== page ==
Tuesday, September 18, 2018


Recently, the Idaho Department of Education produced a number of lists of "low performing" and "high performing" schools, based on measures such as SBAC Proficiency and Growth. Kevin Richert focused in an Idaho Ed News article on the strong relationship between the "low performing" list and poverty, and we followed up with a post on the robust connection between the "top performers" list and poverty. Then today, Devin Bodkin reported  that Bingham Academy, an eastern Idaho charter, had been reported as "high performing" by the SDE and as a "low performer by the Idaho Charter Commission.

The SDE also published a list of high performing high schools which is based on the number of students taking dual credit and Advanced Placement coursework (Advanced Opportunities).  So that got us to thinking...

The State Board of Education has an awesome site  which features data about actual college-going and persistence rates of students from high schools around the state. Presumably, if  participation in Advanced Opportunities is predictive of college attendance and persistence, then the "high flyers" in Advanced Opportunities should be prominent in the SBOE data.

So we put together a scattergram using the average percentage of students from the classes of 2011 and 2012 who were still enrolled in college after 4 years (y-variable) and free/reduced lunch percentage (x-variable). That way, we could get a glimpse of the role played by poverty in college persistence, and see which of the identified schools were truly top performers. And using 4-year persistence gets us to the point where church missions are much less a factor in college-going,  since most students have returned from their travels.

Here's a chart showing where the state's list of "top performers" came out:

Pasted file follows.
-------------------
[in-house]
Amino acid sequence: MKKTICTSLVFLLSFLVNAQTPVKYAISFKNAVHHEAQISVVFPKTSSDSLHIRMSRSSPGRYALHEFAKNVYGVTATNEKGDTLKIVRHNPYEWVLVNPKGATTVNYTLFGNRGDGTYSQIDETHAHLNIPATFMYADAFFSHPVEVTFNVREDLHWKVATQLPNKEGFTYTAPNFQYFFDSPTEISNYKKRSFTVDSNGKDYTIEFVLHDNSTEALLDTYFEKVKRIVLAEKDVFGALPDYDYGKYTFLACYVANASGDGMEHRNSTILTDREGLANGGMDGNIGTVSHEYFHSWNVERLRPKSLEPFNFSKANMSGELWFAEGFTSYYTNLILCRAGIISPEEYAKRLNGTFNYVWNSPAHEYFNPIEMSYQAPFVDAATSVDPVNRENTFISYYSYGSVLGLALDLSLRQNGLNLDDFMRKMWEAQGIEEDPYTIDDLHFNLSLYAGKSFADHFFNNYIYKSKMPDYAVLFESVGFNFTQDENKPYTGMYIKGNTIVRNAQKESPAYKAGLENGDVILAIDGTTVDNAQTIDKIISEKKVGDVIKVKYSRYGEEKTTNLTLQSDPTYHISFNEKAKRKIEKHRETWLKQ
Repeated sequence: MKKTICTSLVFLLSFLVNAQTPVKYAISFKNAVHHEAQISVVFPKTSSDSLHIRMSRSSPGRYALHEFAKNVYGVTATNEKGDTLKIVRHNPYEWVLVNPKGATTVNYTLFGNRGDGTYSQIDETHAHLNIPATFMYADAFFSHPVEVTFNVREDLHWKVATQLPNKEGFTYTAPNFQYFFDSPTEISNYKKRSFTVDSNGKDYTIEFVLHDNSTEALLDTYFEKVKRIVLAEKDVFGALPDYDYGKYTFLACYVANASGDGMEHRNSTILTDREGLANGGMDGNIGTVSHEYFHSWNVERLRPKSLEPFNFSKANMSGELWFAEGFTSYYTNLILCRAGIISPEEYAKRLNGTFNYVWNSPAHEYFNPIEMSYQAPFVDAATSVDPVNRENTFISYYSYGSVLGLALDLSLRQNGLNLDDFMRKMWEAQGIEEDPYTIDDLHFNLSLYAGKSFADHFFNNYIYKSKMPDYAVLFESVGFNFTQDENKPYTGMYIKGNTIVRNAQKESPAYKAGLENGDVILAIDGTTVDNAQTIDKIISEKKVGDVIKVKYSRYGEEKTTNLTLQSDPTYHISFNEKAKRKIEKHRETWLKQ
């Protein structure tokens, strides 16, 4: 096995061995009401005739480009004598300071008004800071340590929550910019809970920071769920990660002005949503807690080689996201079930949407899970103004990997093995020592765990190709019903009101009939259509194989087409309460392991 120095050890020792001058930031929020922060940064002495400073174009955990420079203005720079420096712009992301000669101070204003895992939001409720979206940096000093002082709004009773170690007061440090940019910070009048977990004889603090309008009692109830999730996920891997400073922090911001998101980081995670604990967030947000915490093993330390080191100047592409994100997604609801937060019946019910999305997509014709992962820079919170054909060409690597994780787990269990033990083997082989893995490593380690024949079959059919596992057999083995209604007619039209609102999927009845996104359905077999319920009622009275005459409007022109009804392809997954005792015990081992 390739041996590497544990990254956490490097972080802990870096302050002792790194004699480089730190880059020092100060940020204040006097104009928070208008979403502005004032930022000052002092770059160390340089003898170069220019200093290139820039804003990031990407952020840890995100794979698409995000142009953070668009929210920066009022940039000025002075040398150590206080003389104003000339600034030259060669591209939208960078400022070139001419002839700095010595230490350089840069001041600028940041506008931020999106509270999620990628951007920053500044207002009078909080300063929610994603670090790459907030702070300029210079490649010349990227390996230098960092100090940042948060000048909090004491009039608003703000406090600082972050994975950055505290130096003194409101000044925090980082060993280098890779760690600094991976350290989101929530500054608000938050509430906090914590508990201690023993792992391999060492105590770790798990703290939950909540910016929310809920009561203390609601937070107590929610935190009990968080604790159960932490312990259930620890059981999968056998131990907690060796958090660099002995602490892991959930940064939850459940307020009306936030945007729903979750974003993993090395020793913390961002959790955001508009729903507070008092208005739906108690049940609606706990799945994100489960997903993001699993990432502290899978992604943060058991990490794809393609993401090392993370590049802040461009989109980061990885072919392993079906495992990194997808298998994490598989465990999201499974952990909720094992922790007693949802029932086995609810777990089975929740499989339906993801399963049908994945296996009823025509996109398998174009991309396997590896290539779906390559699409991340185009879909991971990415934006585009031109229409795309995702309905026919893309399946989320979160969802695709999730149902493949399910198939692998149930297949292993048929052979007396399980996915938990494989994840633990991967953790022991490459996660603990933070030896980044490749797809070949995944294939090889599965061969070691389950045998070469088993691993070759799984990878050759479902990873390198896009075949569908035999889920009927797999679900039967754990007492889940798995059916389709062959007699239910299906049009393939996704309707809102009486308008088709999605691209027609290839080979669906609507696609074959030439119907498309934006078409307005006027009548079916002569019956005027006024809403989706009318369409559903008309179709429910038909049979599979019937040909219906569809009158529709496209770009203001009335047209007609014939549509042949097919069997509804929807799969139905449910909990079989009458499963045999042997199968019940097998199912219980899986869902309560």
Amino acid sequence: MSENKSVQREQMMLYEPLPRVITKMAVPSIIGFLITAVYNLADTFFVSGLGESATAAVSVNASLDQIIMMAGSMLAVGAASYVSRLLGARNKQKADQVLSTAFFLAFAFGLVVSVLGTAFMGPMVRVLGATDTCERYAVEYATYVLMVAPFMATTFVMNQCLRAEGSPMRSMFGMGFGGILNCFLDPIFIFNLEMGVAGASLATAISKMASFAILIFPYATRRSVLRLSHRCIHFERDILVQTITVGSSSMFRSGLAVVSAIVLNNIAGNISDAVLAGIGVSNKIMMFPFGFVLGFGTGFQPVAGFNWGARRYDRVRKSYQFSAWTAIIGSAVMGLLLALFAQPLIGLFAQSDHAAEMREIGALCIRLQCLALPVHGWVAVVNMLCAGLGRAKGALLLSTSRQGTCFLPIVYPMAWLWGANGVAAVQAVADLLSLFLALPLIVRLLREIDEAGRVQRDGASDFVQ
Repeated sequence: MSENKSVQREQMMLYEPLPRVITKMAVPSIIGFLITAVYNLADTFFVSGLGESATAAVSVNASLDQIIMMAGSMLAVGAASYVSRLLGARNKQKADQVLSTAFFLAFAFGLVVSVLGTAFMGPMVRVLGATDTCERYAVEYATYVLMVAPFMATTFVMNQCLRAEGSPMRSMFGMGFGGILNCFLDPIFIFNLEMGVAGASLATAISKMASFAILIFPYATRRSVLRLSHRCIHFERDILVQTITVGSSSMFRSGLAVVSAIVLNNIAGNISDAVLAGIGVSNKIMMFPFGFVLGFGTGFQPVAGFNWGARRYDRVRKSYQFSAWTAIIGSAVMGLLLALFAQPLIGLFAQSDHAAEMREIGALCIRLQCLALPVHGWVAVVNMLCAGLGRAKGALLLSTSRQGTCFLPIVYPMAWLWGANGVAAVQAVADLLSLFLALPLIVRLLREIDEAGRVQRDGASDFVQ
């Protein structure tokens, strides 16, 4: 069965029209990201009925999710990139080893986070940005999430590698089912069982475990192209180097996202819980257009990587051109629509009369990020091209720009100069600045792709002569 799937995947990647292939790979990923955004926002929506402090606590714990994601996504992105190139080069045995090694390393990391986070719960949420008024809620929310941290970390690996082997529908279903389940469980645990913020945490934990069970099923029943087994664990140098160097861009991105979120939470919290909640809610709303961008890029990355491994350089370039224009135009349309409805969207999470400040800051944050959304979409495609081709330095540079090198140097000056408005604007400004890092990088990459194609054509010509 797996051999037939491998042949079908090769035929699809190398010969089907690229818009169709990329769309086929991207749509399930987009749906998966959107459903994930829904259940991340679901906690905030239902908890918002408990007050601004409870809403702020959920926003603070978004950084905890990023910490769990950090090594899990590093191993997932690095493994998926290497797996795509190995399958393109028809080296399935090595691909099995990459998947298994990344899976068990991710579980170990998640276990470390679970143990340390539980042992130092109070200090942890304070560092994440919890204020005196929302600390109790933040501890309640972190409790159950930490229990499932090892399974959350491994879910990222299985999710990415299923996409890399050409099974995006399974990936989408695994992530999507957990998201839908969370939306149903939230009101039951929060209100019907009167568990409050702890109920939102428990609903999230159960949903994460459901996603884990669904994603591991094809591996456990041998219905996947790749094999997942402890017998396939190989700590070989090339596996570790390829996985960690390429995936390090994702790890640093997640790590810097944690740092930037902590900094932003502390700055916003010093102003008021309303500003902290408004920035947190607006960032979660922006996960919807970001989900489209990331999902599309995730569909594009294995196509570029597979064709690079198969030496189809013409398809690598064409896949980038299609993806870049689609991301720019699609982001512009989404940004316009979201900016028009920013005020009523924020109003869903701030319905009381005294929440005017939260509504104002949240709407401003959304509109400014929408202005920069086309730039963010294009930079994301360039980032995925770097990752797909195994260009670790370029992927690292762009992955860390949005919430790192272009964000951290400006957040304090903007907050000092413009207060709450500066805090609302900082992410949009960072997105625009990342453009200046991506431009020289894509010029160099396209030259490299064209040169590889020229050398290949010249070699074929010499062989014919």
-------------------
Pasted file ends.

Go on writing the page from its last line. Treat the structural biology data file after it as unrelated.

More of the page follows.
As you can see, several of the schools identified by the state actually have good success with college persistence - CDA Charter, Meridian Medical. Hagerman, Grace, Genesee, for example. But others, including Marsh Valley, Grangeville, Kamiah, and Taylors Crossing Charter, are actually low performers.  And a number of others, including Ririe, New Plymouth, Malad, Victory Charter, Salmon, Compass Charter, Oakley and Mountain View, are about average.

For Bingham Charter, Vision Charter, and Idaho Fine Arts Academy, no data is yet available about persistence.

So, who are the true "high performers" based on actual persistence of students?

This chart shows that, along with Genesee, CDA Charter, and Meridian Medical, other schools with low poverty percentages with high persistence levels include Eagle, Boise, Madison, Moscow, Timberline, Twin Falls and Liberty Charter. However, among schools with FRL percentages above 40%, high flyers include Skyline (Idaho Falls), Parma, Hagerman, Aberdeen, and Garden Valley. So poverty does play a role in college persistence, as we knew it would. But there are a few high performers with high levels of poverty from whom we can perhaps learn, like Parma, for instance, which has a highly successful scholarship program for its graduates.

Also interesting is that among the lowest persistence rates are several virtual charters, including Richard McKenna, Inspire Connections, and ISucceed. Fewer than a quarter of graduates from these charters persist as college-goers after 4 years.